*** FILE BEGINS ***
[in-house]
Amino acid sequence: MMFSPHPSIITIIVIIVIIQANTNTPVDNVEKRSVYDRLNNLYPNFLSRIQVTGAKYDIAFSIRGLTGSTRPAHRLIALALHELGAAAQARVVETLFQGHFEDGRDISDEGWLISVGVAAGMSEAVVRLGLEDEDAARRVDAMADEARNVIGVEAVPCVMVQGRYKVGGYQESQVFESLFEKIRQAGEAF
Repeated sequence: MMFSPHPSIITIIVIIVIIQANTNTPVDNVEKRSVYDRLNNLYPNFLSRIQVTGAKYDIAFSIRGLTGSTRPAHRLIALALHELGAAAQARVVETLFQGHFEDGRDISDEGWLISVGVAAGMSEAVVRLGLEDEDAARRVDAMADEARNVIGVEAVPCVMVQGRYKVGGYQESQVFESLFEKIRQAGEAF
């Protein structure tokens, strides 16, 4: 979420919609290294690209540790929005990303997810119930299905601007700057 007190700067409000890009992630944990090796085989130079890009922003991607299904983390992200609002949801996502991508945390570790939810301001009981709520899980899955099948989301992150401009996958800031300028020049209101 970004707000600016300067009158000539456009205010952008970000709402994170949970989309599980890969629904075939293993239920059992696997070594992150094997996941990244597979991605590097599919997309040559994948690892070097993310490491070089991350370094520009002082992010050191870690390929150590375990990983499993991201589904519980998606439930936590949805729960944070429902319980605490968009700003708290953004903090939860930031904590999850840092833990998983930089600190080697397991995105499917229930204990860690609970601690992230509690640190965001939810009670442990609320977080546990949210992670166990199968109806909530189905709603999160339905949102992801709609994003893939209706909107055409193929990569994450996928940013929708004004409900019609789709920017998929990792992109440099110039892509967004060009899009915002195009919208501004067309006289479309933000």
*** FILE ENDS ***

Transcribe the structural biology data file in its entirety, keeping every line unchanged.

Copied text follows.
[in-house]
Amino acid sequence: MMFSPHPSIITIIVIIVIIQANTNTPVDNVEKRSVYDRLNNLYPNFLSRIQVTGAKYDIAFSIRGLTGSTRPAHRLIALALHELGAAAQARVVETLFQGHFEDGRDISDEGWLISVGVAAGMSEAVVRLGLEDEDAARRVDAMADEARNVIGVEAVPCVMVQGRYKVGGYQESQVFESLFEKIRQAGEAF
Repeated sequence: MMFSPHPSIITIIVIIVIIQANTNTPVDNVEKRSVYDRLNNLYPNFLSRIQVTGAKYDIAFSIRGLTGSTRPAHRLIALALHELGAAAQARVVETLFQGHFEDGRDISDEGWLISVGVAAGMSEAVVRLGLEDEDAARRVDAMADEARNVIGVEAVPCVMVQGRYKVGGYQESQVFESLFEKIRQAGEAF
């Protein structure tokens, strides 16, 4: 979420919609290294690209540790929005990303997810119930299905601007700057 007190700067409000890009992630944990090796085989130079890009922003991607299904983390992200609002949801996502991508945390570790939810301001009981709520899980899955099948989301992150401009996958800031300028020049209101 970004707000600016300067009158000539456009205010952008970000709402994170949970989309599980890969629904075939293993239920059992696997070594992150094997996941990244597979991605590097599919997309040559994948690892070097993310490491070089991350370094520009002082992010050191870690390929150590375990990983499993991201589904519980998606439930936590949805729960944070429902319980605490968009700003708290953004903090939860930031904590999850840092833990998983930089600190080697397991995105499917229930204990860690609970601690992230509690640190965001939810009670442990609320977080546990949210992670166990199968109806909530189905709603999160339905949102992801709609994003893939209706909107055409193929990569994450996928940013929708004004409900019609789709920017998929990792992109440099110039892509967004060009899009915002195009919208501004067309006289479309933000």